Department of Commerce 2. To better inform Congress regarding spending priorities for high-risk, high-reward basic research, the Secretary of Commerce (by directing the Director of the National Institute of Standards and Technology), the Secretary of Energy, and the Acting Director of the National Science Foundation should each establish a percentage goal to fund high-risk, high-reward research, and in setting a goal, cooperate and coordinate with other agencies funded under the COMPETES Act that perform basic scientific research--as well as OMB and OSTP--to more clearly define and identify these research activities.
Closed - Implemented
This recommendation is closed - implemented. In its letter commenting on our report, the Department of Commerce, which oversees NIST, concurred with our recommendation. NIST has continued to set a goal for such research. For example, in fiscal year 2015, NIST set a goal to invest 10% of its laboratory research resources for high-risk, high-reward research and reported that it allocated about 26% to support such research.
National Science Foundation 3. To better inform Congress regarding spending priorities for high-risk, high-reward basic research, the Secretary of Commerce (by directing the Director of the National Institute of Standards and Technology), the Secretary of Energy, and the Acting Director of the National Science Foundation should each establish a percentage goal to fund high-risk, high-reward research, and in setting a goal, cooperate and coordinate with other agencies funded under the COMPETES Act that perform basic scientific research--as well as OMB and OSTP--to more clearly define and identify these research activities.
Closed - Implemented
NSF's letter commenting on our report did not concur with this recommendation. However, more recently officials with NSF explained that it does pursue potentially transformative research, which is similar to high-risk, high-reward research for which it has set a funding goal.
Department of Commerce 4. To better inform Congress regarding spending priorities for high-risk, high-reward basic research, the Secretary of Commerce (by directing the Director of the National Institute of Standards and Technology), the Secretary of Energy, and the Acting Director of the National Science Foundation, should each report this information as part of their annual budget submissions to Congress--which are available to the public--as provided by the act.
Closed - Implemented
In its letter commenting on our report, the Department of Commerce, which oversees NIST, concurred with our recommendation, and stated it would direct NIST to include its percentage goal for high-risk, high-reward research with its budget submission to Congress and, later, to the public. In subsequent years, NIST has continued to do so.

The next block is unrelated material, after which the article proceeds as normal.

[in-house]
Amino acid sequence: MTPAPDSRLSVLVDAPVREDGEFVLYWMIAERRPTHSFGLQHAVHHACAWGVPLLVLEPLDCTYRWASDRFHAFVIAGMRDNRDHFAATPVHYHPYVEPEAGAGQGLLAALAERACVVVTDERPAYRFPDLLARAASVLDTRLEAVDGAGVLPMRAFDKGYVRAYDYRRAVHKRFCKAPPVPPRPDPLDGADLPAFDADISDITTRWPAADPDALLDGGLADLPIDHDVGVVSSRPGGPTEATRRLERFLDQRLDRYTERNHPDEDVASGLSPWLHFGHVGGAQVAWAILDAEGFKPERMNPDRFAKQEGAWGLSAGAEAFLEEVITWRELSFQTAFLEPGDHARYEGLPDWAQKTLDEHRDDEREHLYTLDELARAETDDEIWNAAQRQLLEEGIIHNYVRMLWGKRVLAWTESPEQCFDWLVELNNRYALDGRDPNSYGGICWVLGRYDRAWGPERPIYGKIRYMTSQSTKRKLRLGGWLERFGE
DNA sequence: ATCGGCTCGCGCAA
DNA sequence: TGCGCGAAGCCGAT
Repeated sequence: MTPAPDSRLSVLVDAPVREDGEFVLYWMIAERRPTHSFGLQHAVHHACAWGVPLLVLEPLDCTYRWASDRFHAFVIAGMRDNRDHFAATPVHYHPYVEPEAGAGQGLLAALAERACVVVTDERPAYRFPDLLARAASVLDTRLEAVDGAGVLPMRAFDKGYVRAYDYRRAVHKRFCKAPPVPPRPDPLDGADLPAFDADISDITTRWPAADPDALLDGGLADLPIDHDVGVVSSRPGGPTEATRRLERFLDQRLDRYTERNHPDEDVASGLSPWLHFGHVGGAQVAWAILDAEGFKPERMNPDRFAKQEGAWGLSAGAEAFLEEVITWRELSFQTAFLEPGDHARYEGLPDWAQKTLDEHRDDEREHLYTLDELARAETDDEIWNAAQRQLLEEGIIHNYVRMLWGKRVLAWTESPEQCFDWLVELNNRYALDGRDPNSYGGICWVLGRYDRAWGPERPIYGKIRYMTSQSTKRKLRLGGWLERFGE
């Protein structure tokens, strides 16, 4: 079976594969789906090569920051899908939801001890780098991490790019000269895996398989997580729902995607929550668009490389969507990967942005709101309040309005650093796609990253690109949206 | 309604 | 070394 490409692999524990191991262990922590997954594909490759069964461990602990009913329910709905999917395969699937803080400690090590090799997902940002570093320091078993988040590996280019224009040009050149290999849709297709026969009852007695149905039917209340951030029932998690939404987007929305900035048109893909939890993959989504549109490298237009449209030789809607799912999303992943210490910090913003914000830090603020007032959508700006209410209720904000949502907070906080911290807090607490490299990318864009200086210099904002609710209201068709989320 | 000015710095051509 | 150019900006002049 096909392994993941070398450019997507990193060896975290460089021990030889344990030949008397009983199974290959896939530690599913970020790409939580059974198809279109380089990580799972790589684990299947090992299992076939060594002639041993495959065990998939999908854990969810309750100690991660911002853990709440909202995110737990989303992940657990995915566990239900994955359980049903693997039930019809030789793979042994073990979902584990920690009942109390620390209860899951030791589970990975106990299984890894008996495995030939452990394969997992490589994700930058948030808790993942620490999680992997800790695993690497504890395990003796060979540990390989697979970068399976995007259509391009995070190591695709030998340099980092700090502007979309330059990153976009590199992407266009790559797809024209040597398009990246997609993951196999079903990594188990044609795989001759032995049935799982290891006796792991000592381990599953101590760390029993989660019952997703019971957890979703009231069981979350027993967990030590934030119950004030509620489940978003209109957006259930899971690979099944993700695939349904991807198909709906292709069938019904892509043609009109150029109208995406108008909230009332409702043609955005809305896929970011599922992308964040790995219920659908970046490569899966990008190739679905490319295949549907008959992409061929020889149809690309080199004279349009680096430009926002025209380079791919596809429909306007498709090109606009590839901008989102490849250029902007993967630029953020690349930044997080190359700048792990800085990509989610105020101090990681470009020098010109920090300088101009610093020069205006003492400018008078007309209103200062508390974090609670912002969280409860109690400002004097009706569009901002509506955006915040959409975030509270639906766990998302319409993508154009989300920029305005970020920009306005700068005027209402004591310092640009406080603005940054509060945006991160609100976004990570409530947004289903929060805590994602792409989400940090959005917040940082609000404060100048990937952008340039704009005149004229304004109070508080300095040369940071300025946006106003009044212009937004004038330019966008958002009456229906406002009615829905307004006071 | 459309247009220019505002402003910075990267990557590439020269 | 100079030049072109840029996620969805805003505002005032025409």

Department of Energy 5. To better inform Congress regarding spending priorities for high-risk, high-reward basic research, the Secretary of Commerce (by directing the Director of the National Institute of Standards and Technology), the Secretary of Energy, and the Acting Director of the National Science Foundation, should each report this information as part of their annual budget submissions to Congress--which are available to the public--as provided by the act.
Closed - Not Implemented
DOE did not implement this recommendation. In its annual budget submissions for FY 2014 and FY 2015, DOE included a section that the agency identified as "In compliance with the reporting requirements in the America COMPETES Act of 2007 (P.L. 110-69, section 1008)." However, while the section includes a discussion of high-risk, high-reward research, the material in this section does not include a percentage goal to fund high-risk, high-reward research or a clear indication that they chose not to set one, as called for in the COMPETES Act.
National Science Foundation 6. To better inform Congress regarding spending priorities for high-risk, high-reward basic research, the Secretary of Commerce (by directing the Director of the National Institute of Standards and Technology), the Secretary of Energy, and the Acting Director of the National Science Foundation, should each report this information as part of their annual budget submissions to Congress--which are available to the public--as provided by the act.
Closed - Implemented
NSF's letter commenting on our report did not concur with this recommendation. NSF reports on transformative research in its budget documents provided to Congress. For example, in its FY2015 budget request, NSF set a strategic goal to provide resources for potentially transformative research. NSF reported in this document that it met its goal to fund 100 percent of funds awarded for unusually novel, potentially transformative, interdisciplinary research, but was still working to achieve its goal to review and track such research.

Full Report

GAO Contacts